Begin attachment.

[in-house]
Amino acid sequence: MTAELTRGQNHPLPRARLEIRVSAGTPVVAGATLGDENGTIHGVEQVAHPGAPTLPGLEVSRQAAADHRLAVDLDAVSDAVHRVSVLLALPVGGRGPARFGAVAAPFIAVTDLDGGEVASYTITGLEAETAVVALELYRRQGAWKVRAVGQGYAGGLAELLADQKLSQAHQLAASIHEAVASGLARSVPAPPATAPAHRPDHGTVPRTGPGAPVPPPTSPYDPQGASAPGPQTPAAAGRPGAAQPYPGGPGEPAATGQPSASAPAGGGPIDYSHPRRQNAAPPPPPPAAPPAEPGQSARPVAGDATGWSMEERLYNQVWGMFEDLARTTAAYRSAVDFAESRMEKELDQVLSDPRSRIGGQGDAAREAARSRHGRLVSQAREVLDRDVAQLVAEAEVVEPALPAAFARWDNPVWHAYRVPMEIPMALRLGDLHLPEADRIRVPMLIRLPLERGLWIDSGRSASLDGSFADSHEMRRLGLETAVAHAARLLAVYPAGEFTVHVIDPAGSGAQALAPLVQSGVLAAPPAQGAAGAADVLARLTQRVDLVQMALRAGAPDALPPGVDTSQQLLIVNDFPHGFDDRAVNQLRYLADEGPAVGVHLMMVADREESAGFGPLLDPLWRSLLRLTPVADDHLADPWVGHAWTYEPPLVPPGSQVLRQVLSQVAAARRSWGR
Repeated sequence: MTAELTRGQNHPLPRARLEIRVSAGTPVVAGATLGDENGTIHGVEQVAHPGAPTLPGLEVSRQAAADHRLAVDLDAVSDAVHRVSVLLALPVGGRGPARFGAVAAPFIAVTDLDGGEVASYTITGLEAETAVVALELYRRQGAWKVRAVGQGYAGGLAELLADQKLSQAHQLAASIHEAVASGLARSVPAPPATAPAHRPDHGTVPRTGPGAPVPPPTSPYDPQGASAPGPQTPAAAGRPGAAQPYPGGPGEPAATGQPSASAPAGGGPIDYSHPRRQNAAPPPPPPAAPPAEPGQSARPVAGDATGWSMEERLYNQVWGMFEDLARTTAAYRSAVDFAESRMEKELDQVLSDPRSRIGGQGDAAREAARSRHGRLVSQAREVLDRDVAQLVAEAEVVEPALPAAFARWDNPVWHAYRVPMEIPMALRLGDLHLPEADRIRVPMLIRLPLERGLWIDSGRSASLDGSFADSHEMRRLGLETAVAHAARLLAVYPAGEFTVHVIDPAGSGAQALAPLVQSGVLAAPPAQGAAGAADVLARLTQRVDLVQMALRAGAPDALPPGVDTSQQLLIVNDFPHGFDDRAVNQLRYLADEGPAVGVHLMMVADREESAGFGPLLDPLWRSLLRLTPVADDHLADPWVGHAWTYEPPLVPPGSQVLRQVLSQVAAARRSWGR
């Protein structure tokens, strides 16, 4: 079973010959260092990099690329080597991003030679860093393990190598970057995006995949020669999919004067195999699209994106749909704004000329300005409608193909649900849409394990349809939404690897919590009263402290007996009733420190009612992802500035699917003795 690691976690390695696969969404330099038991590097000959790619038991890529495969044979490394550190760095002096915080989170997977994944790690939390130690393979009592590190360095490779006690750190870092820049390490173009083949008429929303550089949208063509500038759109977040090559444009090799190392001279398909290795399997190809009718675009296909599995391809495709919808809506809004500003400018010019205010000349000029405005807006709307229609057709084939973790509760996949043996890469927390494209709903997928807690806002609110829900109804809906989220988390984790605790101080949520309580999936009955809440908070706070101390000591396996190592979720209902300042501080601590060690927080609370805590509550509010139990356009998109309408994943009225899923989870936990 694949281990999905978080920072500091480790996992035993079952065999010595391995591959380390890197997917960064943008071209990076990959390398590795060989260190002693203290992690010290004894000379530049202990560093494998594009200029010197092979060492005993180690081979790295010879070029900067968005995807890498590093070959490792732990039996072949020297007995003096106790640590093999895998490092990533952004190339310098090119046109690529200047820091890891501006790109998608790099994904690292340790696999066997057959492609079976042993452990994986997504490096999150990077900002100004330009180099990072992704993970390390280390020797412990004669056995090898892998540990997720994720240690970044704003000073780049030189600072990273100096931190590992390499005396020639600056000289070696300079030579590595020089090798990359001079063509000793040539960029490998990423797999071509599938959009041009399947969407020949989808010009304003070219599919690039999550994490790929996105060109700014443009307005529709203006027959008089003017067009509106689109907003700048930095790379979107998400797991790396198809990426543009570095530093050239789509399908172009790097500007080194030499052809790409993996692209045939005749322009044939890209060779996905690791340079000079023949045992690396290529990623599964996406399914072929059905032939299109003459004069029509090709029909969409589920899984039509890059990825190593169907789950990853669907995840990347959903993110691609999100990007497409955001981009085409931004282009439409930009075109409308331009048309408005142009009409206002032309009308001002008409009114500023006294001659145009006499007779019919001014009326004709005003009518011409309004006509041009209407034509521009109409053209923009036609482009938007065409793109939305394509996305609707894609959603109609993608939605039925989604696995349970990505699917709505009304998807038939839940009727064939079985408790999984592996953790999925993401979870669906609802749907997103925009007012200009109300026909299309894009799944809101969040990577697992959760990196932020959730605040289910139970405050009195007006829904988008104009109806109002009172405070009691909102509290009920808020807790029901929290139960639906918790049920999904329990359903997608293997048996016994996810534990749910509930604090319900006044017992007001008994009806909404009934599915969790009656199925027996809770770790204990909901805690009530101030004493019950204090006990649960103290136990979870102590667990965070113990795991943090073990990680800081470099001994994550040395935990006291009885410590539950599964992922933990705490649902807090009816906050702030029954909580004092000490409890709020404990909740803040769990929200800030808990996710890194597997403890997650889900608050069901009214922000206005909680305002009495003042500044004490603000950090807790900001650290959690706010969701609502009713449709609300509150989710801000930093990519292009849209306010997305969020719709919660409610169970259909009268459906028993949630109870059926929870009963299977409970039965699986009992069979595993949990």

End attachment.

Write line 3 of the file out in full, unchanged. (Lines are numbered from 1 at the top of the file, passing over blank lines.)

Repeated sequence: MTAELTRGQNHPLPRARLEIRVSAGTPVVAGATLGDENGTIHGVEQVAHPGAPTLPGLEVSRQAAADHRLAVDLDAVSDAVHRVSVLLALPVGGRGPARFGAVAAPFIAVTDLDGGEVASYTITGLEAETAVVALELYRRQGAWKVRAVGQGYAGGLAELLADQKLSQAHQLAASIHEAVASGLARSVPAPPATAPAHRPDHGTVPRTGPGAPVPPPTSPYDPQGASAPGPQTPAAAGRPGAAQPYPGGPGEPAATGQPSASAPAGGGPIDYSHPRRQNAAPPPPPPAAPPAEPGQSARPVAGDATGWSMEERLYNQVWGMFEDLARTTAAYRSAVDFAESRMEKELDQVLSDPRSRIGGQGDAAREAARSRHGRLVSQAREVLDRDVAQLVAEAEVVEPALPAAFARWDNPVWHAYRVPMEIPMALRLGDLHLPEADRIRVPMLIRLPLERGLWIDSGRSASLDGSFADSHEMRRLGLETAVAHAARLLAVYPAGEFTVHVIDPAGSGAQALAPLVQSGVLAAPPAQGAAGAADVLARLTQRVDLVQMALRAGAPDALPPGVDTSQQLLIVNDFPHGFDDRAVNQLRYLADEGPAVGVHLMMVADREESAGFGPLLDPLWRSLLRLTPVADDHLADPWVGHAWTYEPPLVPPGSQVLRQVLSQVAAARRSWGR